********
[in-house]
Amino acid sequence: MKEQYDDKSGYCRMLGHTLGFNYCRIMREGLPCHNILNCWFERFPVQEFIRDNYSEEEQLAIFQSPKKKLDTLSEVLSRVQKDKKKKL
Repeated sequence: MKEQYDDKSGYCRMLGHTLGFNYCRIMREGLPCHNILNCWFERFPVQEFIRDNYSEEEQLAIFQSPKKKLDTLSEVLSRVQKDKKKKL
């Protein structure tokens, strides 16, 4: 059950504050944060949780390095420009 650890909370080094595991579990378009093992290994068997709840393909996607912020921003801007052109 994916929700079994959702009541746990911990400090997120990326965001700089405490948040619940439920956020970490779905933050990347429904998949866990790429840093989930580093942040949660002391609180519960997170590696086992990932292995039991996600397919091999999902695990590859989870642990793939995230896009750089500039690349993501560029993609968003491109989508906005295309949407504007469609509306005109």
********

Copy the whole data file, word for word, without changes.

[in-house]
Amino acid sequence: MKEQYDDKSGYCRMLGHTLGFNYCRIMREGLPCHNILNCWFERFPVQEFIRDNYSEEEQLAIFQSPKKKLDTLSEVLSRVQKDKKKKL
Repeated sequence: MKEQYDDKSGYCRMLGHTLGFNYCRIMREGLPCHNILNCWFERFPVQEFIRDNYSEEEQLAIFQSPKKKLDTLSEVLSRVQKDKKKKL
């Protein structure tokens, strides 16, 4: 059950504050944060949780390095420009 650890909370080094595991579990378009093992290994068997709840393909996607912020921003801007052109 994916929700079994959702009541746990911990400090997120990326965001700089405490948040619940439920956020970490779905933050990347429904998949866990790429840093989930580093942040949660002391609180519960997170590696086992990932292995039991996600397919091999999902695990590859989870642990793939995230896009750089500039690349993501560029993609968003491109989508906005295309949407504007469609509306005109």